Diagnosing diffuse malignant mesothelioma (DMM) typically relies on tumor characteristics like structure and the presence of certain biomarkers. However, DMM is often hard to distinguish from other cancers of the lung and between its three subtypes: epithelioid, sarcomatoid and biphasic. To help ease the confusion, German researchers have developed a new tissue-sample imaging and collecting technique for DMM, according to Mesothelioma Research News.
The new technique is reported to provide a more accurate picture of DMM tissue samples to help better identify and treat the deadly cancer. Specifically, the new imagining technique makes it easier to identify tissue biomarkers by using advanced imaging techniques and micro-dissection, which involves using a microscope to help dissect tissue. “Researchers used Fourier transform infrared (FTIR) imaging guided tissue annotation instead of standard tissue staining to identify subtypes of DMM,” Mesothelioma Research News explains. Using FTIR, scientists can illuminate thin tissue samples and determine which DMM subtype it belongs to by analyzing how the tissue sample absorbs and reflects light.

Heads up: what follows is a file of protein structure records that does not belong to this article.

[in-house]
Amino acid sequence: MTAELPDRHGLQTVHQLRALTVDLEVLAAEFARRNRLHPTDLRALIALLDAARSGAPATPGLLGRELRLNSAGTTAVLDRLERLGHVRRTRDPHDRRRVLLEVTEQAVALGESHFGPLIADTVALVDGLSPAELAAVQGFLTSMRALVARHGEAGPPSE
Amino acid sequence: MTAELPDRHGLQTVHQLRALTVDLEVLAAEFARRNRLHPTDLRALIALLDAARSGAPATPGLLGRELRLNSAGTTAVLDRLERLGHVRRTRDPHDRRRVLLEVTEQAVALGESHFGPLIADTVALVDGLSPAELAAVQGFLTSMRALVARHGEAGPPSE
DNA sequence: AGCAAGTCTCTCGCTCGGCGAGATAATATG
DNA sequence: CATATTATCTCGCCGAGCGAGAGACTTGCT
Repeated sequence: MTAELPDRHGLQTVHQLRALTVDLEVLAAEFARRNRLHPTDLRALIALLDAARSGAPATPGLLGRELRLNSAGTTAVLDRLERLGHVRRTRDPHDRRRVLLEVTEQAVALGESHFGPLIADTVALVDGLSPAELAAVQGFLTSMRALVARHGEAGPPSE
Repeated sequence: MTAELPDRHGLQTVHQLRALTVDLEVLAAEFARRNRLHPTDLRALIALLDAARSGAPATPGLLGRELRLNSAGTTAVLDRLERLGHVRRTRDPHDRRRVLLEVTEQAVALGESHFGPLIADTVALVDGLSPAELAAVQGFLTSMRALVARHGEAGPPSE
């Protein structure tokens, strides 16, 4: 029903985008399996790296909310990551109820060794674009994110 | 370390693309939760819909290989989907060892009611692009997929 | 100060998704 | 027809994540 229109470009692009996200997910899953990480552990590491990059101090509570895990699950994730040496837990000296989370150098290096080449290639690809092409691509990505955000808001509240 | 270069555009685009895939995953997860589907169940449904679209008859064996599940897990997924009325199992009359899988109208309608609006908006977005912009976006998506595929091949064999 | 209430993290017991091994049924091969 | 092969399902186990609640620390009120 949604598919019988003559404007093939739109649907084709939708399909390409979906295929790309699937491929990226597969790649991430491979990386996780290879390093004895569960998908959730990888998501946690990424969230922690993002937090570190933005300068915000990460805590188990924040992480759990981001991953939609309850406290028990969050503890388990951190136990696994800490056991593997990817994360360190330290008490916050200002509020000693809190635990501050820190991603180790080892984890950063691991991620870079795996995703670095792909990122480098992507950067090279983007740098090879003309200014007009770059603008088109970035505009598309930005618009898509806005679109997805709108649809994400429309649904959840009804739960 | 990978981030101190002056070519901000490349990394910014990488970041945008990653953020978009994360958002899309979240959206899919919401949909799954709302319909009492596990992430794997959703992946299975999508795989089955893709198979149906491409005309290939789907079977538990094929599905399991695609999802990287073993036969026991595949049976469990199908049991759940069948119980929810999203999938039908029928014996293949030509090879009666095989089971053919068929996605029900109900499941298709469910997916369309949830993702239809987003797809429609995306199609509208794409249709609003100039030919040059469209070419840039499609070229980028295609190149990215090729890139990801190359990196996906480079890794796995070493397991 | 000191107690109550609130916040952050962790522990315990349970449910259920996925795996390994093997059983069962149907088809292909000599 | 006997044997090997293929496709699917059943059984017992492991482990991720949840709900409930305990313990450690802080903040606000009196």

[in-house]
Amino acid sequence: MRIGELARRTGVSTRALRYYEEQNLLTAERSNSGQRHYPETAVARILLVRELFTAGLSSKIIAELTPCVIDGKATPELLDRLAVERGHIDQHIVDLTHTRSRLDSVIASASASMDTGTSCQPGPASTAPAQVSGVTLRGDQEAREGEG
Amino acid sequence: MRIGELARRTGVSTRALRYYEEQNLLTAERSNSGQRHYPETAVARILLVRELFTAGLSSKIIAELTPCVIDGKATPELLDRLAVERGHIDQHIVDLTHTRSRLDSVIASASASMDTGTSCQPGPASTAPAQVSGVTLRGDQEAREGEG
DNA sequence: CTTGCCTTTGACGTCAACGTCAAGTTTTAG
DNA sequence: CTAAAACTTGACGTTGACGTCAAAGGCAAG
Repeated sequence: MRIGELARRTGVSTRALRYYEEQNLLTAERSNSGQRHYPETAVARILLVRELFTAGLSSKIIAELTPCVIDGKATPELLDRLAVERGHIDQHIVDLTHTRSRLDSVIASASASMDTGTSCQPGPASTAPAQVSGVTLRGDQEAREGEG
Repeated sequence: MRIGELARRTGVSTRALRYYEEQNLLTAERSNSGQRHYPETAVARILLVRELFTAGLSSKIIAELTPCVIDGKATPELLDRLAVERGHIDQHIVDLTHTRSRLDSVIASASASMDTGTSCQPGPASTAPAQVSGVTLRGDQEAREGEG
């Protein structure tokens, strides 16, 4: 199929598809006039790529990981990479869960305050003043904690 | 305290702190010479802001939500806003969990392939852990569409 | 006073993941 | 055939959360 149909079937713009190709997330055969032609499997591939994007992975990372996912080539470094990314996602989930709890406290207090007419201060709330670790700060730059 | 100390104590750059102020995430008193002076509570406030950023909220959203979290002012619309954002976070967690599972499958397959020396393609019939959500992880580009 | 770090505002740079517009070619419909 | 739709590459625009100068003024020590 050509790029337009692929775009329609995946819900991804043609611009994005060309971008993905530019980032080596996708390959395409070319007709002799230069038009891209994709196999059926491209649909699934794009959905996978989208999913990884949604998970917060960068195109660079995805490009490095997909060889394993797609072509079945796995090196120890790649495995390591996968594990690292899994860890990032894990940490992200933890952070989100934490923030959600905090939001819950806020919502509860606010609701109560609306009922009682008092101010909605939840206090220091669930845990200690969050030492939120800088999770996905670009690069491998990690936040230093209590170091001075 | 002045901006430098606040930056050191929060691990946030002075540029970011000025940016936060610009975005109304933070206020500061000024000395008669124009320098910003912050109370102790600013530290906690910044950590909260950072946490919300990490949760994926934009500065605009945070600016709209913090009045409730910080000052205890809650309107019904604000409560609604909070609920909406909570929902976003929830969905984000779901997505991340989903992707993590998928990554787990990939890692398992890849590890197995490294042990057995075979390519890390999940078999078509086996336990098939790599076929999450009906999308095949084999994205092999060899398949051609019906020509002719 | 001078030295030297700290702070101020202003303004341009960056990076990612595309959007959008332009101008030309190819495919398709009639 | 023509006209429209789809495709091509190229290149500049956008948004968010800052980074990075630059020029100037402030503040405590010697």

The study identified DMM subtypes in 17 tissue samples taken from 14 DMM patients with the new technique and was found to be more accurate than current methods of identification, according to the results. “Coupling the imaging with laser-based micro-dissection allowed the team to collect micro-scale tissue samples without picking up adjacent tissue that could contaminate the results,” the news source states. The technique also could lead to more accurate protein level readings, which could lead to new biomarkers for DMM and its subtypes, according to the research team.